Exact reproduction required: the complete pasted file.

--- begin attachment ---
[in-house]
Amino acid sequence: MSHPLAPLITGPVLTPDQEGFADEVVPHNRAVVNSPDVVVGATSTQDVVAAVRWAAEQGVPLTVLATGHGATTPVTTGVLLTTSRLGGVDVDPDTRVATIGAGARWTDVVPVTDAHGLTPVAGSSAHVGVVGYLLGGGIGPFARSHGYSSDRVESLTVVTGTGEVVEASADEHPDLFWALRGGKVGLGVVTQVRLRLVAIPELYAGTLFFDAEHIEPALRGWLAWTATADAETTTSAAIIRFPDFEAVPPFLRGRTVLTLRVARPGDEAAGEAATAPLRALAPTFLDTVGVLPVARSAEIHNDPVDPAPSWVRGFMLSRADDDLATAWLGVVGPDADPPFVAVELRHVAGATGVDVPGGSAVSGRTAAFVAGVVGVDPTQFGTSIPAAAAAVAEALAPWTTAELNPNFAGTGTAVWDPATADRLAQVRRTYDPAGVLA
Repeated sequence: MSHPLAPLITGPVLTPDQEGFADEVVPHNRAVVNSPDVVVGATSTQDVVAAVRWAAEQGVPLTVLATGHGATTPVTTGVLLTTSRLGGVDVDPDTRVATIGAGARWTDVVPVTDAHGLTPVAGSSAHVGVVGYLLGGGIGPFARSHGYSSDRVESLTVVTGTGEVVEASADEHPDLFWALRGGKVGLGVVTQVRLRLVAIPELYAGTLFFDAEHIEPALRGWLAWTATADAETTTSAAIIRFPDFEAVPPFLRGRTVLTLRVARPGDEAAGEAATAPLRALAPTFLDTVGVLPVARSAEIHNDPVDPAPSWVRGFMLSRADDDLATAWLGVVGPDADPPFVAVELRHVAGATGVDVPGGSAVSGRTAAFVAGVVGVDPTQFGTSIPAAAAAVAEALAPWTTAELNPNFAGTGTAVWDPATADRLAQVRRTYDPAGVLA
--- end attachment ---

[in-house]
Amino acid sequence: MSHPLAPLITGPVLTPDQEGFADEVVPHNRAVVNSPDVVVGATSTQDVVAAVRWAAEQGVPLTVLATGHGATTPVTTGVLLTTSRLGGVDVDPDTRVATIGAGARWTDVVPVTDAHGLTPVAGSSAHVGVVGYLLGGGIGPFARSHGYSSDRVESLTVVTGTGEVVEASADEHPDLFWALRGGKVGLGVVTQVRLRLVAIPELYAGTLFFDAEHIEPALRGWLAWTATADAETTTSAAIIRFPDFEAVPPFLRGRTVLTLRVARPGDEAAGEAATAPLRALAPTFLDTVGVLPVARSAEIHNDPVDPAPSWVRGFMLSRADDDLATAWLGVVGPDADPPFVAVELRHVAGATGVDVPGGSAVSGRTAAFVAGVVGVDPTQFGTSIPAAAAAVAEALAPWTTAELNPNFAGTGTAVWDPATADRLAQVRRTYDPAGVLA
Repeated sequence: MSHPLAPLITGPVLTPDQEGFADEVVPHNRAVVNSPDVVVGATSTQDVVAAVRWAAEQGVPLTVLATGHGATTPVTTGVLLTTSRLGGVDVDPDTRVATIGAGARWTDVVPVTDAHGLTPVAGSSAHVGVVGYLLGGGIGPFARSHGYSSDRVESLTVVTGTGEVVEASADEHPDLFWALRGGKVGLGVVTQVRLRLVAIPELYAGTLFFDAEHIEPALRGWLAWTATADAETTTSAAIIRFPDFEAVPPFLRGRTVLTLRVARPGDEAAGEAATAPLRALAPTFLDTVGVLPVARSAEIHNDPVDPAPSWVRGFMLSRADDDLATAWLGVVGPDADPPFVAVELRHVAGATGVDVPGGSAVSGRTAAFVAGVVGVDPTQFGTSIPAAAAAVAEALAPWTTAELNPNFAGTGTAVWDPATADRLAQVRRTYDPAGVLA